We just want to show them that we love them.
As a police escort led the funeral procession for Marine Staff Sgt. David Wyatt to the Chattanooga National Cemetery, people in the Islamic Society of Greater Chattanooga mosque bowed their heads in prayer.
And as thousands lined the streets of Chattanooga to wave American flags, hold signs and salute as the hearse passed them by, a small group of non-Muslims lined the back wall of the prayer room of the mosque to offer support for the local Islamic community. On July 16, Mohammad Youssef Abdulazeez, 24, from a local Muslim family, fatally shot four Marines at a Navy/Marine operations center and mortally wounded a Navy sailor.
The guests who joined local Muslims for prayers were mainly Baptists, with at least one Presbyterian. They came with their children in tow.
"We just want to show them that we love them," said a Baptist man who asked not to be named.
Three mothers brought their children to show them not to fear what they didn't understand. Their little girls wrapped their hair in bright plaid and flowered scarves as a sign of respect before entering the women's prayer room. The men worship in a separate room, but all can see the imam at the front of the congregation.
"I know we have some visitors today," said the imam, Abdul Baasit.
He didn't mention the shooting during his khutbah, or Islamic sermon. But after offering a reminder for the community to walk humbly with Allah and remember that evil deeds will not go unpunished, he said, "So I wanted to explain some of the basics of Islam."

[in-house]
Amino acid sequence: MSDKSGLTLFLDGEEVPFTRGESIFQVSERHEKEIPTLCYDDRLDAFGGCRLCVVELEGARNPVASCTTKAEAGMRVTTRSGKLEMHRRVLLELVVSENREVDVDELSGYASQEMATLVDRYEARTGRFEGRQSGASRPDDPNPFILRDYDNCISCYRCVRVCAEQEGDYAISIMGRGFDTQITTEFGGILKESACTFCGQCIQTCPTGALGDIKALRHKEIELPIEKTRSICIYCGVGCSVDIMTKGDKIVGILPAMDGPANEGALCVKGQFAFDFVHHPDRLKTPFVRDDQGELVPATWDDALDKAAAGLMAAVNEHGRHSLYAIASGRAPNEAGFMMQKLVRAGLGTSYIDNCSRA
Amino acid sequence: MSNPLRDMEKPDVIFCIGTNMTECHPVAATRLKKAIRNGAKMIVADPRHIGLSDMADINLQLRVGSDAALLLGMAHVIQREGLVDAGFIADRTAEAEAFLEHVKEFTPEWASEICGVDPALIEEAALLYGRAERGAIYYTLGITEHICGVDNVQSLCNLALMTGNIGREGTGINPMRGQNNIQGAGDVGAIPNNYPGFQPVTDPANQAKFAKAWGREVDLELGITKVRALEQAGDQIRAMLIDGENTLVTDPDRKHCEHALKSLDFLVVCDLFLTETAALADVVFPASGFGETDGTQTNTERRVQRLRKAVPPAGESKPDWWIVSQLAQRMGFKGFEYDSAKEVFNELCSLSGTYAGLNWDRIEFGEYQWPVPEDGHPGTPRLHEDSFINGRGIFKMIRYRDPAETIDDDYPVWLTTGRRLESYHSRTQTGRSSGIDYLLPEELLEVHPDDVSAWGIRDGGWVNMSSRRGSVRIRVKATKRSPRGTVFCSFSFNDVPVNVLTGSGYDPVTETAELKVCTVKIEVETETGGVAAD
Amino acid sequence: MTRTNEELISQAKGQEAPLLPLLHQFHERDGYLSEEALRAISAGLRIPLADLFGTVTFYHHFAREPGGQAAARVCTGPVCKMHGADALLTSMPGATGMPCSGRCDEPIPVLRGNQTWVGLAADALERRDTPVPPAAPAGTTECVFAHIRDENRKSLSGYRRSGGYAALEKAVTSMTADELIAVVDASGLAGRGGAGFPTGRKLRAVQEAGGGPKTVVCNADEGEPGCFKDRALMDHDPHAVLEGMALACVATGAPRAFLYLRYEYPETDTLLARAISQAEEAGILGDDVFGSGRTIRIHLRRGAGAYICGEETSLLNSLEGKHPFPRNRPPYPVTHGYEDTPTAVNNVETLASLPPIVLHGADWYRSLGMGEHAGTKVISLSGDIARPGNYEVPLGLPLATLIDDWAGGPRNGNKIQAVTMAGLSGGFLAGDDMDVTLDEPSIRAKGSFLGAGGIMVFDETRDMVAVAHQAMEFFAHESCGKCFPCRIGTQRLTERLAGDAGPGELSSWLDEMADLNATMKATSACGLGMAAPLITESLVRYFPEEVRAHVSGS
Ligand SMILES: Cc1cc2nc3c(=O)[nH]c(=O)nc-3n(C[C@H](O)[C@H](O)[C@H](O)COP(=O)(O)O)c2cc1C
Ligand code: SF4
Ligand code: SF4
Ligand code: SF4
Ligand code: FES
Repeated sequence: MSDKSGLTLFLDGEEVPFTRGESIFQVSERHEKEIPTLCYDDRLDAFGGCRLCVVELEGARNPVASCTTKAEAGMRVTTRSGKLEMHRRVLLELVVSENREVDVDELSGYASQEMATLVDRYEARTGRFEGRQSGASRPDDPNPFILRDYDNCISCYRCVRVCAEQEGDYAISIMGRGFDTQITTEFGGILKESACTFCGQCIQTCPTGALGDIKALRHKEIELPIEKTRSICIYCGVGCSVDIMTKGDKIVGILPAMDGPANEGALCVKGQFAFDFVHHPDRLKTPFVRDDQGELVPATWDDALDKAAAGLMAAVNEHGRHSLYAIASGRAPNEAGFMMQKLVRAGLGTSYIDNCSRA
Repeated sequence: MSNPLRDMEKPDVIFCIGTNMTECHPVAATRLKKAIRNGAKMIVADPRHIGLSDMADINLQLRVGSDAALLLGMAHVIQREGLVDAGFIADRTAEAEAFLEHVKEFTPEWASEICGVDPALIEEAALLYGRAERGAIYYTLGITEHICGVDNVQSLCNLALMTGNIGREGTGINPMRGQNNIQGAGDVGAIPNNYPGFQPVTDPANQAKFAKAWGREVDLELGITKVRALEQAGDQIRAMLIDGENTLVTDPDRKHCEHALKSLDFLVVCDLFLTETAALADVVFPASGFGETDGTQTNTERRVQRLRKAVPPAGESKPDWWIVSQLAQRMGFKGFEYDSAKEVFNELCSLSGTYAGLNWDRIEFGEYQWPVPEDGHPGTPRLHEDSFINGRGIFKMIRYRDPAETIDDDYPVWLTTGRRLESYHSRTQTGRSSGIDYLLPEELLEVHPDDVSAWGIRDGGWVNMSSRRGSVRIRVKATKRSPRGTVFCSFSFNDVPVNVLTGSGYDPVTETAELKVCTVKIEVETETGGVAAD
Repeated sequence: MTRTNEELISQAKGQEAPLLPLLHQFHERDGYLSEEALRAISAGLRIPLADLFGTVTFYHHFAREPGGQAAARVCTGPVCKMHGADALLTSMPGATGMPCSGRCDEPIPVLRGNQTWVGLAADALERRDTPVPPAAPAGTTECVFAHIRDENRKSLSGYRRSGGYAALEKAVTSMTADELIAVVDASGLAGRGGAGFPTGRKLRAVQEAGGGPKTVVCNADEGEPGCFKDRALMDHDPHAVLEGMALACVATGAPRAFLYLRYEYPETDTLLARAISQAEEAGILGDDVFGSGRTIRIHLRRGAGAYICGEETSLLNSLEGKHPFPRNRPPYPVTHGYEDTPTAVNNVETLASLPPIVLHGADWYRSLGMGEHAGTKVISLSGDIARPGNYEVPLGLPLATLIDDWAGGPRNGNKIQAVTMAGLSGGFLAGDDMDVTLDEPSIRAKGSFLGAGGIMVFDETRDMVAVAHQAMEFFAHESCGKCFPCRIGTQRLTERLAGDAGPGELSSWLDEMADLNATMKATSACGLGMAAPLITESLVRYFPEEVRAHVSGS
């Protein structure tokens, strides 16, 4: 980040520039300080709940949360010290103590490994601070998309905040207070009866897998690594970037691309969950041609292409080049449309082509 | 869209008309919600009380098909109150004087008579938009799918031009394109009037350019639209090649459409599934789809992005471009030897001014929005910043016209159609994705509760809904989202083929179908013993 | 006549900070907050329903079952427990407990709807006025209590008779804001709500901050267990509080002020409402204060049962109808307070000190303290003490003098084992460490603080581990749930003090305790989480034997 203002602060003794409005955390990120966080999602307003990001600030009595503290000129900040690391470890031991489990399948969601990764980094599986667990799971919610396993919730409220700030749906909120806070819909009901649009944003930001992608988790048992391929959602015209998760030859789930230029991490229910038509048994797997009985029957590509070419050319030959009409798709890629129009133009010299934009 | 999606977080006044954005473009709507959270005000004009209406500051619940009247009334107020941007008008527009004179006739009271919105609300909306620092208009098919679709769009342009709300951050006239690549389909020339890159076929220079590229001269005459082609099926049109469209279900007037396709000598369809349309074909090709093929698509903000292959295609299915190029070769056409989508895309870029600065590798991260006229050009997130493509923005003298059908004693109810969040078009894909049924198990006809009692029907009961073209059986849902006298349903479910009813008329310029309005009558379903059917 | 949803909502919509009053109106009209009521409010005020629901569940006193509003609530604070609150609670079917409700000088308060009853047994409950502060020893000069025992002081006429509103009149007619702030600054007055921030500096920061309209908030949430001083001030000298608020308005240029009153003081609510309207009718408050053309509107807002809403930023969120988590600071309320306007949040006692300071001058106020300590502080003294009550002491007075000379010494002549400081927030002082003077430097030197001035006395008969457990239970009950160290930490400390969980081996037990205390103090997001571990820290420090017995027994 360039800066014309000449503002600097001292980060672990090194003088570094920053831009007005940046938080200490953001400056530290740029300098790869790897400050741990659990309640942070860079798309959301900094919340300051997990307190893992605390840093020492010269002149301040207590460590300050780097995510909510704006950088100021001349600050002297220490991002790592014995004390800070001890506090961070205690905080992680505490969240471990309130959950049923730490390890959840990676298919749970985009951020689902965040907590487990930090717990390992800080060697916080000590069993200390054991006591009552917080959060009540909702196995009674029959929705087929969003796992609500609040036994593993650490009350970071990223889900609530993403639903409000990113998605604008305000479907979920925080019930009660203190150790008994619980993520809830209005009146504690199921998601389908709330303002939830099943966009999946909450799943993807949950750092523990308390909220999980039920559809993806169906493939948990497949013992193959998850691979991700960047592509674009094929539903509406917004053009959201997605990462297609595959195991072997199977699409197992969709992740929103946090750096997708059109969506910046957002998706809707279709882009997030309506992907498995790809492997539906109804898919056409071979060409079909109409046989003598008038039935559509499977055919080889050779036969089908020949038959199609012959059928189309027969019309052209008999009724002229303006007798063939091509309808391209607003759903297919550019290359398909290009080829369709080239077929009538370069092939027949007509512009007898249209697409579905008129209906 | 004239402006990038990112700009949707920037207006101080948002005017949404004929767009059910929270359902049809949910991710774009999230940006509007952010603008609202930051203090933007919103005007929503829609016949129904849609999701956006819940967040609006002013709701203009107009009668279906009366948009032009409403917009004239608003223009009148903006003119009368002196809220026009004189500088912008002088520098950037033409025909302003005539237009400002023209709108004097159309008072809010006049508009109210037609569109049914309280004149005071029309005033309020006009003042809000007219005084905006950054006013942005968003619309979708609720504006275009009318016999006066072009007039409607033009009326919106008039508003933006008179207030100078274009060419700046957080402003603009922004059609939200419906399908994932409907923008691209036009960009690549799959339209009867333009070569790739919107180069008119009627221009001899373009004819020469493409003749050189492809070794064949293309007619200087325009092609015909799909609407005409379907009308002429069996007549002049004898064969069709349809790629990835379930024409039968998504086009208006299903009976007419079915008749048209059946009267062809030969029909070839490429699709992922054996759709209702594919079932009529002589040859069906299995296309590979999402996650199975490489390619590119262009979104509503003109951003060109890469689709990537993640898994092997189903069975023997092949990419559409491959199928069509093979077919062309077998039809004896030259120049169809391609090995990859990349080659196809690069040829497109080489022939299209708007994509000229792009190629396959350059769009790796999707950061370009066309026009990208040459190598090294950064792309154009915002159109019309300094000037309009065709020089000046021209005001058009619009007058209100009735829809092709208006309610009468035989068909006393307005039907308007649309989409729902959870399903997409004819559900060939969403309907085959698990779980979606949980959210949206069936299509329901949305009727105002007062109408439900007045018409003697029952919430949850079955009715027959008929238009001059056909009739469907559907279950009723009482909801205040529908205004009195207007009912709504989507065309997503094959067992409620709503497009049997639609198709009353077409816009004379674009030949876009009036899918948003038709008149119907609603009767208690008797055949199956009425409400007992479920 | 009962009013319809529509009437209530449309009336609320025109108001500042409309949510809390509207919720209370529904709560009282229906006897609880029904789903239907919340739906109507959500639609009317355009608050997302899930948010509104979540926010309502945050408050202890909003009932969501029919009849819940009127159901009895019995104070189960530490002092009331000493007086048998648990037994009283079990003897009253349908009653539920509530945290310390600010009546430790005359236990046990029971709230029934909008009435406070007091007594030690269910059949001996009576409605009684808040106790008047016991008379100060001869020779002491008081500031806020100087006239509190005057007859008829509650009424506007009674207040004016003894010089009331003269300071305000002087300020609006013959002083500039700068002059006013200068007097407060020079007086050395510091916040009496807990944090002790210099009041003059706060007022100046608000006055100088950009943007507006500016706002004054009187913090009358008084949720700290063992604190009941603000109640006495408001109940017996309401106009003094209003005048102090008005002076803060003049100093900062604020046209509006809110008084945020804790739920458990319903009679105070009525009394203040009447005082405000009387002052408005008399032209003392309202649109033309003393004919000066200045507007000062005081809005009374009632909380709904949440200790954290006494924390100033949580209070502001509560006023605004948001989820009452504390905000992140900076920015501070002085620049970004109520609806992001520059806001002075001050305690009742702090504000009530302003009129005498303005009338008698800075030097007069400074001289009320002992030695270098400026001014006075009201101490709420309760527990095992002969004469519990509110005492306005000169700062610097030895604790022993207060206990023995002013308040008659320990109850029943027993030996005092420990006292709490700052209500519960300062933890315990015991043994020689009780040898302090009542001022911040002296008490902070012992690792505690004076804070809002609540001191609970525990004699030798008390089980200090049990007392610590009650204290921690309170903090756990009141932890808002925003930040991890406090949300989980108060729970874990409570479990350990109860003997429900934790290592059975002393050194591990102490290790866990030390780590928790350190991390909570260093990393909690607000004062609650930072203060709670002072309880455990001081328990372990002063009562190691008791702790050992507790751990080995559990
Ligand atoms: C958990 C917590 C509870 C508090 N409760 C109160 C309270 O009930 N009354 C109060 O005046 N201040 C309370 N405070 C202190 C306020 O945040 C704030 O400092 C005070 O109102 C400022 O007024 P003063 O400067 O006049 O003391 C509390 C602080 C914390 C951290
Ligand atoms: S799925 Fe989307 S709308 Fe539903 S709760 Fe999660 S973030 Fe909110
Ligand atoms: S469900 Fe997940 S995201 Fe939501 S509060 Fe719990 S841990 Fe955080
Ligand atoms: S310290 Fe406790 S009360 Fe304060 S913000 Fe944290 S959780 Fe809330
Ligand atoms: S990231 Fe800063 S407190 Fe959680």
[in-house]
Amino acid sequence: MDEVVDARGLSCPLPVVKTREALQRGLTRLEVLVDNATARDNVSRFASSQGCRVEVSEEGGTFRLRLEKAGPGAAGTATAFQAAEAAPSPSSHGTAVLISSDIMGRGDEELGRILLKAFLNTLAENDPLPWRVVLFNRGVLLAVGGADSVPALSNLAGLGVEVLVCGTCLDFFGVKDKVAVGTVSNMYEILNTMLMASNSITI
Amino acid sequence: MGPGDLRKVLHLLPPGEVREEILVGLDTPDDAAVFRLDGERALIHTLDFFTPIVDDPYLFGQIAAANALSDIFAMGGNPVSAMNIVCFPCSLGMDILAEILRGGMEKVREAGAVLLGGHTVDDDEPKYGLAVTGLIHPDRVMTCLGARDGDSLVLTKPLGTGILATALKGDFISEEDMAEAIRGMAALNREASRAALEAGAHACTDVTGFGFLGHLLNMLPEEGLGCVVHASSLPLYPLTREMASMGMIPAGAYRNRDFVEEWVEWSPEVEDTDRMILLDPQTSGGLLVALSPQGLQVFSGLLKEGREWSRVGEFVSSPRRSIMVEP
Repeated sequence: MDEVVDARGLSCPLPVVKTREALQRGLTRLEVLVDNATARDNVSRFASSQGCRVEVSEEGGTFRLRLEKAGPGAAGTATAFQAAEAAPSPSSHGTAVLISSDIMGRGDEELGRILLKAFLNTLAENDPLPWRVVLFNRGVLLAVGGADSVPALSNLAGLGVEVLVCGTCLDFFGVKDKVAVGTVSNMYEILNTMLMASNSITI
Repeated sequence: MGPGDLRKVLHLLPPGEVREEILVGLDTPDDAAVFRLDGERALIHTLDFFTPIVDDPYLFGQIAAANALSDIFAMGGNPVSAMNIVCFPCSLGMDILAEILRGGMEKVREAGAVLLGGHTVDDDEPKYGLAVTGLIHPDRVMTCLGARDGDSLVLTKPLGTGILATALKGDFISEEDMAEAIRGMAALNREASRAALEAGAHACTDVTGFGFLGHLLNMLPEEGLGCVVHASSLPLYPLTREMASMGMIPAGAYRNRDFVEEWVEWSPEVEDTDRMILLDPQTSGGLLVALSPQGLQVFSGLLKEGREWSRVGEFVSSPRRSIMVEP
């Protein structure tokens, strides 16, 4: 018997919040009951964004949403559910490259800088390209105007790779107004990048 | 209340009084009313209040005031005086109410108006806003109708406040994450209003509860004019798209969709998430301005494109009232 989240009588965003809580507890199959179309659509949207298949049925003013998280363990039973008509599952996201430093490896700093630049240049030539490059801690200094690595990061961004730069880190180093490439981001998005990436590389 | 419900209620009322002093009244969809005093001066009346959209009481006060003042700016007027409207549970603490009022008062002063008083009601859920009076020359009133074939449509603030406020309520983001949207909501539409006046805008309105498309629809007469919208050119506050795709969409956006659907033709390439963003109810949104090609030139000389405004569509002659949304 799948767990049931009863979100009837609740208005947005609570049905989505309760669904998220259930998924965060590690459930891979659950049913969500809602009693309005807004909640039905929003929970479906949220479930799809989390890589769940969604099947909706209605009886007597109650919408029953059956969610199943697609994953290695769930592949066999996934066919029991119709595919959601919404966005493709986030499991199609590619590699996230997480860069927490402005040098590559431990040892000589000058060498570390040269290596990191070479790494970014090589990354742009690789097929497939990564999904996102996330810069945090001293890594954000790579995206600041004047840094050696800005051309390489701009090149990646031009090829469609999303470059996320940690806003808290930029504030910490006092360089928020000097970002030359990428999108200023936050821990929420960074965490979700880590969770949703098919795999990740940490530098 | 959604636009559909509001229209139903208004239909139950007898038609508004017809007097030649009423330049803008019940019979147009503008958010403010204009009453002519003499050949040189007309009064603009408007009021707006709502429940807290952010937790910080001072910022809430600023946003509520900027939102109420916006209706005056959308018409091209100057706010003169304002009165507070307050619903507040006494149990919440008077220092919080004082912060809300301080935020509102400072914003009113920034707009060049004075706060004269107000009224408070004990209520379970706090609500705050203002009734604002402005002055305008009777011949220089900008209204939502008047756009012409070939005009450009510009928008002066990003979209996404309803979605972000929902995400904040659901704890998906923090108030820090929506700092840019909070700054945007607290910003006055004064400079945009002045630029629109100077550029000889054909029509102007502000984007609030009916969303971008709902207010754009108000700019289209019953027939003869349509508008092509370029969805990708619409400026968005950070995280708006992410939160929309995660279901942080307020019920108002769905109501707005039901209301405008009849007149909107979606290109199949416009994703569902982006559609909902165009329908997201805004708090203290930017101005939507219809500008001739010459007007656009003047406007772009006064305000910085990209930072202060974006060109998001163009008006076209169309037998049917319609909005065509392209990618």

Babies wailed and forgotten cellphones chimed as Baasit explained who Allah was and what role Jesus has in Islam as an honored prophet.
At the end, a Muslim woman shook hands with the Baptist women and patted the little girls' heads, thanking them for coming. Several of the visitors, who asked that their church not be identified because not everyone was in agreement with them visiting, said they were struck by how similar the service was to the Christian messages they are used to hearing.
The service ended and people began filing out as announcements began.
First there was a reminder about a youth program the center is having.
Then members were asked to give donations for the families of the shooting victims.
Contact Joy Lukachick Smith at jsmith@timesfree press.com or 423-757-6659. Contact Evan Hoopfer at firstname.lastname@example.org or 423-757-6731.